The machinist’s mate then hammered the evidence to smithereens and shot his laptop.
A Navy employee allegedly snapped photos of secret components in a nuclear submarine that adversaries could use to overpower the United States, court filings show.
But the newly unsealed papers contain no indication Kristian Saucier, 28, was acting out a script of the FX series "The Americans," in which KGB spy families pose as U.S. citizens in the Washington suburbs.
He apparently was only taking smartphone "photographs of classified spaces, instruments and equipment of the USS Alexandria" for himself, an indictment states. This allegedly happened on three separate dates in 2009.
One petty officer recalled Saucier saying, "It was for myself; it's not like I texted them to somebody" or something to that effect.
Saucier went to great lengths to eviscerate the evidence after investigators brought him in for questioning.
Following an interview, Saucier "returned to his then-apartment where he collected a laptop computer, a personal camera, and the SD card from the camera, took these items to the apartment's basement, and smashed them with a hammer into several pieces,” prosecutors claim. He was based in Connecticut at the time.
A garbage dump manager found an LG Electronics cellphone on top of a pile of trash in a dumpster, they added. The supervisor "decided to keep it to use as his new personal cellphone" but after examining its contents, he discovered photographs that appeared to be a Navy ship's instrument panels, the indictment states. “He also saw photographs of Saucier, who he knew from Saucier's many trips to the waste station."
Relatives later saw a broken laptop in the woods of Saucier's grandfather's property. Saucier told his grandfather the machine died, "and he had used it for target practice."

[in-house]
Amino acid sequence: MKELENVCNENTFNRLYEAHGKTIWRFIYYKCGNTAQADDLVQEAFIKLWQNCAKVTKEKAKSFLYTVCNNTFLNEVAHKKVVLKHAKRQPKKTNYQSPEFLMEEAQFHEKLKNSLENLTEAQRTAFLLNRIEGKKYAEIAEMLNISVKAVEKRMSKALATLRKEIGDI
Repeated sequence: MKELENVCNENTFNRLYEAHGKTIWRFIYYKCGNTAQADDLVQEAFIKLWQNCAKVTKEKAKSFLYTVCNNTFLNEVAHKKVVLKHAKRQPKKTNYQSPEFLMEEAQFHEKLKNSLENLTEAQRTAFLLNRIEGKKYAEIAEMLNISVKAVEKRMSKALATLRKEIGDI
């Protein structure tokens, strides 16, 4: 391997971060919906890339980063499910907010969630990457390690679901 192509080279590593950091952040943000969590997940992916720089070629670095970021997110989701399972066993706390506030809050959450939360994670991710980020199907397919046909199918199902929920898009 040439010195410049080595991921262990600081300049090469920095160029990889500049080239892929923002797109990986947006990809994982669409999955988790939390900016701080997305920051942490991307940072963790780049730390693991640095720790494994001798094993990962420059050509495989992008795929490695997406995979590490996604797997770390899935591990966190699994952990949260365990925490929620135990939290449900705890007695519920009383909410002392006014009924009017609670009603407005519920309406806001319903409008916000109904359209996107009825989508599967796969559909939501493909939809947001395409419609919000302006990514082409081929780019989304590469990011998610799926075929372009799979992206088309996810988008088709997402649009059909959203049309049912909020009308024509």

Prosecutors allege the images shot could provide nuclear powers or countries vying to become nuclear powers "an advantage against the United States." Saucier was indicted Thursday
Saucier told authorities he was the owner of the mobile device held in evidence, but denied snapping the pictures, according to prosecutors.
Two photos taken offered a panoramic view of an area where the nuclear, steam and electrical systems of the submarine are monitored and controlled, and they depicted details of the control panels, the complaint states.
The controls "are so clear that a person could read the gauges and determine the condition of the submarine when the photos were taken,” according to the indictment.
By examining the images, once can discern the location of the submarine, as well as the maximum speed of the boat.
Other images show "substantial design information" about the reactor core as well as the reactor plant, the filings state.
Saucier is accused of engaging in the unauthorized gathering and possession of national defense information. In 2012, he allegedly intentionally obstructed an FBI and Naval Criminal Investigative Service probe by attempting to "destroy, mutilate and conceal a tangible object that is, a laptop computer."
Saucier spent four-and-a-half years stationed as a machinist's mate aboard the USS Alexandria, based at the Naval Submarine Base New London in Groton, Connecticut.
The case is being prosecuted at a time when China and Russia are trying to enhance their submarine warfare capabilities.
China is building up submarine assets in tandem with its militarization of the South China Sea, where the country has been manufacturing artificial islands large enough to accommodate a 10,000-foot runway and aircraft hangars.
“A 10,000-foot runaway is large enough to take a B-52, almost large enough for the Space Shuttle, and 3,000 feet longer than you need to take off a 747. So, there’s no small airplane that requires a runway of that length. They’re building revetted aircraft hangars at some of the facilities there that are clearly designed, in my view, to host tactical fighter aircraft," Adm. Harry Harris, commander of U.S. Pacific Command, said Friday.
Earlier this year, Defense Intelligence Agency Director Lt. Gen. Vincent R. Stewart, told a Senate committee that in 2014, China twice deployed submarines to the Indian Ocean.
"The submarines probably conducted area familiarization to form a baseline for increasing China's power projection," he testified. The country continues production of JIN-class nuclear-powered ballistic missile submarines and submarine-launched ballistic missiles, Stewart added.
Meanwhile, Moscow is carrying on with development of a Dolgorukiy ballistic missile submarine, while Iran is taking steps to bolster its submarine force, he said.